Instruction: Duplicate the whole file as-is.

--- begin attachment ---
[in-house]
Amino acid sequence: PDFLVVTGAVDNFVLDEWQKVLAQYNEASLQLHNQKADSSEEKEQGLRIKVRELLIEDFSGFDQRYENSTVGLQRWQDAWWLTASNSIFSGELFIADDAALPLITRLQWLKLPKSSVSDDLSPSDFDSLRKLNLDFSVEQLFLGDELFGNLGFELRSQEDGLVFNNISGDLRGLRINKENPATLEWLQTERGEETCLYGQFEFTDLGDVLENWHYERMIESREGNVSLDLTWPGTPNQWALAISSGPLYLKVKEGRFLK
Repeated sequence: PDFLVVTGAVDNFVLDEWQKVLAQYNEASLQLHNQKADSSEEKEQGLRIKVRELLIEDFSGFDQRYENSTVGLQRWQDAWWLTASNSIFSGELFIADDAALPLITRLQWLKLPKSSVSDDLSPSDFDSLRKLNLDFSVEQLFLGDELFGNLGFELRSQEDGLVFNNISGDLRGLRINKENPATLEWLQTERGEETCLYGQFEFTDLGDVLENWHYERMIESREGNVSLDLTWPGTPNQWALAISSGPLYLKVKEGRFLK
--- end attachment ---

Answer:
[in-house]
Amino acid sequence: PDFLVVTGAVDNFVLDEWQKVLAQYNEASLQLHNQKADSSEEKEQGLRIKVRELLIEDFSGFDQRYENSTVGLQRWQDAWWLTASNSIFSGELFIADDAALPLITRLQWLKLPKSSVSDDLSPSDFDSLRKLNLDFSVEQLFLGDELFGNLGFELRSQEDGLVFNNISGDLRGLRINKENPATLEWLQTERGEETCLYGQFEFTDLGDVLENWHYERMIESREGNVSLDLTWPGTPNQWALAISSGPLYLKVKEGRFLK
Repeated sequence: PDFLVVTGAVDNFVLDEWQKVLAQYNEASLQLHNQKADSSEEKEQGLRIKVRELLIEDFSGFDQRYENSTVGLQRWQDAWWLTASNSIFSGELFIADDAALPLITRLQWLKLPKSSVSDDLSPSDFDSLRKLNLDFSVEQLFLGDELFGNLGFELRSQEDGLVFNNISGDLRGLRINKENPATLEWLQTERGEETCLYGQFEFTDLGDVLENWHYERMIESREGNVSLDLTWPGTPNQWALAISSGPLYLKVKEGRFLK